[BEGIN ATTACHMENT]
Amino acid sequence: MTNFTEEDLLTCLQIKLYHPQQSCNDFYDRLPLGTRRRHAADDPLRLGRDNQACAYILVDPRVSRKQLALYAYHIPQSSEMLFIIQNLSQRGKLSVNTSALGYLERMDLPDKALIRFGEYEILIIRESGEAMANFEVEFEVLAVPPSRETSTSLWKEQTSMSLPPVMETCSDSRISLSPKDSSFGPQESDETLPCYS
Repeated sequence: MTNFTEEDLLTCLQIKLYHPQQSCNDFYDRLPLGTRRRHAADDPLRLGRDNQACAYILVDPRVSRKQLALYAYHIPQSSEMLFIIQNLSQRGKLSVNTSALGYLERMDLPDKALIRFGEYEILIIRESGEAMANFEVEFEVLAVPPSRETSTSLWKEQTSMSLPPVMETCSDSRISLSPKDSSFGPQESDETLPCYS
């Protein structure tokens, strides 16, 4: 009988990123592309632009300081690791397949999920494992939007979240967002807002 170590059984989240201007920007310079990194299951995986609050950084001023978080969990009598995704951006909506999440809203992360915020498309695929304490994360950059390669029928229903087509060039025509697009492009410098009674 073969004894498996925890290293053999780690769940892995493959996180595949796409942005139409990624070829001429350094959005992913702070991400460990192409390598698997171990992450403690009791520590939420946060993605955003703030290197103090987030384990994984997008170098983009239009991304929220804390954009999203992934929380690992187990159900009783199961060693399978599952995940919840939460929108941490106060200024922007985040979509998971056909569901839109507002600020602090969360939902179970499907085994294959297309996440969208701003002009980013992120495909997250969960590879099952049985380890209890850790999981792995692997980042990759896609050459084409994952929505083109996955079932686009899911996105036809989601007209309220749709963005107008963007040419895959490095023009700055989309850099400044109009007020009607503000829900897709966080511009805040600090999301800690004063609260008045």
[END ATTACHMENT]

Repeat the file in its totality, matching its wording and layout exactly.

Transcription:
Amino acid sequence: MTNFTEEDLLTCLQIKLYHPQQSCNDFYDRLPLGTRRRHAADDPLRLGRDNQACAYILVDPRVSRKQLALYAYHIPQSSEMLFIIQNLSQRGKLSVNTSALGYLERMDLPDKALIRFGEYEILIIRESGEAMANFEVEFEVLAVPPSRETSTSLWKEQTSMSLPPVMETCSDSRISLSPKDSSFGPQESDETLPCYS
Repeated sequence: MTNFTEEDLLTCLQIKLYHPQQSCNDFYDRLPLGTRRRHAADDPLRLGRDNQACAYILVDPRVSRKQLALYAYHIPQSSEMLFIIQNLSQRGKLSVNTSALGYLERMDLPDKALIRFGEYEILIIRESGEAMANFEVEFEVLAVPPSRETSTSLWKEQTSMSLPPVMETCSDSRISLSPKDSSFGPQESDETLPCYS
């Protein structure tokens, strides 16, 4: 009988990123592309632009300081690791397949999920494992939007979240967002807002 170590059984989240201007920007310079990194299951995986609050950084001023978080969990009598995704951006909506999440809203992360915020498309695929304490994360950059390669029928229903087509060039025509697009492009410098009674 073969004894498996925890290293053999780690769940892995493959996180595949796409942005139409990624070829001429350094959005992913702070991400460990192409390598698997171990992450403690009791520590939420946060993605955003703030290197103090987030384990994984997008170098983009239009991304929220804390954009999203992934929380690992187990159900009783199961060693399978599952995940919840939460929108941490106060200024922007985040979509998971056909569901839109507002600020602090969360939902179970499907085994294959297309996440969208701003002009980013992120495909997250969960590879099952049985380890209890850790999981792995692997980042990759896609050459084409994952929505083109996955079932686009899911996105036809989601007209309220749709963005107008963007040419895959490095023009700055989309850099400044109009007020009607503000829900897709966080511009805040600090999301800690004063609260008045």